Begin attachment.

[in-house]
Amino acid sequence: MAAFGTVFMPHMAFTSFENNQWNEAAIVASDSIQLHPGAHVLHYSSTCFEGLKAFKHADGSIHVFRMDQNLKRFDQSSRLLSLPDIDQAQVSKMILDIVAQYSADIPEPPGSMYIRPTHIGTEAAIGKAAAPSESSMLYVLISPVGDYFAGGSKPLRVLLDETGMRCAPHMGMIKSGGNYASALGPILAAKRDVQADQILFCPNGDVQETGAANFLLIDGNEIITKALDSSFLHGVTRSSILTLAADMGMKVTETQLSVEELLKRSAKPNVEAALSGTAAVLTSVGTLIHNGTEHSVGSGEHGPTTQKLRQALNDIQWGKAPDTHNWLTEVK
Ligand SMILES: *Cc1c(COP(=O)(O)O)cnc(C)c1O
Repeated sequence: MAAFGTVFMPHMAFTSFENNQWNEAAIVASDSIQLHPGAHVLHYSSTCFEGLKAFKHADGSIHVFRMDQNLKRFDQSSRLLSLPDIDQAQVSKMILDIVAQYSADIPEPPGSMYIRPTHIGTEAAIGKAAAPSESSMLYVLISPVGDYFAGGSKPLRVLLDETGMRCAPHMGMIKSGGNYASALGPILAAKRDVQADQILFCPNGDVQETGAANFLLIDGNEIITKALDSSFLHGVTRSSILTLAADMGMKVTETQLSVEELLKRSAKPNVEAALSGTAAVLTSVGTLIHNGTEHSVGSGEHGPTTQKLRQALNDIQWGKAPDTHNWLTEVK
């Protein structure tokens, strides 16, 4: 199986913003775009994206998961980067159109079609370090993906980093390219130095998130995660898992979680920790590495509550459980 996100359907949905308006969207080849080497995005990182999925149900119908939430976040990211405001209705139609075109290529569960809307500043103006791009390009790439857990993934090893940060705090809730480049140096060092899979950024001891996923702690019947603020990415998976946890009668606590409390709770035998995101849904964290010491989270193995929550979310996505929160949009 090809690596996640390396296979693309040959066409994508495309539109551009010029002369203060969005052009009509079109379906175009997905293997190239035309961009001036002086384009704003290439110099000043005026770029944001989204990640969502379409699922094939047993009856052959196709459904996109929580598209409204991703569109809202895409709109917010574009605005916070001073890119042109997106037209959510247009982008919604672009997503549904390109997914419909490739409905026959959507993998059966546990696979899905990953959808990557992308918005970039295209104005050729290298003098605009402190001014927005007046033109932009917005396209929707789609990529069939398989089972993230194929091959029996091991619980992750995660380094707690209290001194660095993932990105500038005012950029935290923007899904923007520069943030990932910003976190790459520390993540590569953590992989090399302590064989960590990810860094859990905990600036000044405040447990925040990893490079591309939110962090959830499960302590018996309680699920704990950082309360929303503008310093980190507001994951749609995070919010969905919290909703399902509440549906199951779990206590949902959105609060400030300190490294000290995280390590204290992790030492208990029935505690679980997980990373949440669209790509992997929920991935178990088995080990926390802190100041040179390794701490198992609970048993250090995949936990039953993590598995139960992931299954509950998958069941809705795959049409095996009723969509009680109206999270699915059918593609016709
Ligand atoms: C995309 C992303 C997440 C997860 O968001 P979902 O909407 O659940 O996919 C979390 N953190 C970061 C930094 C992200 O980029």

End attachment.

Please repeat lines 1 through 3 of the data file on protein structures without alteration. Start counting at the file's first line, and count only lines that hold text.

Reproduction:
[in-house]
Amino acid sequence: MAAFGTVFMPHMAFTSFENNQWNEAAIVASDSIQLHPGAHVLHYSSTCFEGLKAFKHADGSIHVFRMDQNLKRFDQSSRLLSLPDIDQAQVSKMILDIVAQYSADIPEPPGSMYIRPTHIGTEAAIGKAAAPSESSMLYVLISPVGDYFAGGSKPLRVLLDETGMRCAPHMGMIKSGGNYASALGPILAAKRDVQADQILFCPNGDVQETGAANFLLIDGNEIITKALDSSFLHGVTRSSILTLAADMGMKVTETQLSVEELLKRSAKPNVEAALSGTAAVLTSVGTLIHNGTEHSVGSGEHGPTTQKLRQALNDIQWGKAPDTHNWLTEVK
Ligand SMILES: *Cc1c(COP(=O)(O)O)cnc(C)c1O